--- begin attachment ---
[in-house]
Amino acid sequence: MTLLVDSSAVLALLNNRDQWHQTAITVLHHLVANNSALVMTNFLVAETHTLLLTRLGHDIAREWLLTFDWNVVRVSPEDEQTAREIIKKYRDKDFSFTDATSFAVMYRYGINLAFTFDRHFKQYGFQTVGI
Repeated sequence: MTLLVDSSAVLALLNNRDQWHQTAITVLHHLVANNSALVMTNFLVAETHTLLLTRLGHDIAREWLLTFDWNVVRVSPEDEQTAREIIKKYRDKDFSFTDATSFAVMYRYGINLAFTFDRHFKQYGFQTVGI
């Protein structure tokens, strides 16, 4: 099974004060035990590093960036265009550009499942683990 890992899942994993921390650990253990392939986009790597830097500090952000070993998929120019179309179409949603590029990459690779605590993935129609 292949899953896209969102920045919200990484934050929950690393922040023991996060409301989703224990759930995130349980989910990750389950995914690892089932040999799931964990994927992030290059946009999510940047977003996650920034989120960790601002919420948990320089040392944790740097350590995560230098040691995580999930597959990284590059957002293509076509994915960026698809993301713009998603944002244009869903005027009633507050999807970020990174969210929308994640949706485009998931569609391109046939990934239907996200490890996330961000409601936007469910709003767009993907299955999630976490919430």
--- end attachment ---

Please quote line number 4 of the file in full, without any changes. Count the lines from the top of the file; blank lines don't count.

């Protein structure tokens, strides 16, 4: 099974004060035990590093960036265009550009499942683990 890992899942994993921390650990253990392939986009790597830097500090952000070993998929120019179309179409949603590029990459690779605590993935129609 292949899953896209969102920045919200990484934050929950690393922040023991996060409301989703224990759930995130349980989910990750389950995914690892089932040999799931964990994927992030290059946009999510940047977003996650920034989120960790601002919420948990320089040392944790740097350590995560230098040691995580999930597959990284590059957002293509076509994915960026698809993301713009998603944002244009869903005027009633507050999807970020990174969210929308994640949706485009998931569609391109046939990934239907996200490890996330961000409601936007469910709003767009993907299955999630976490919430």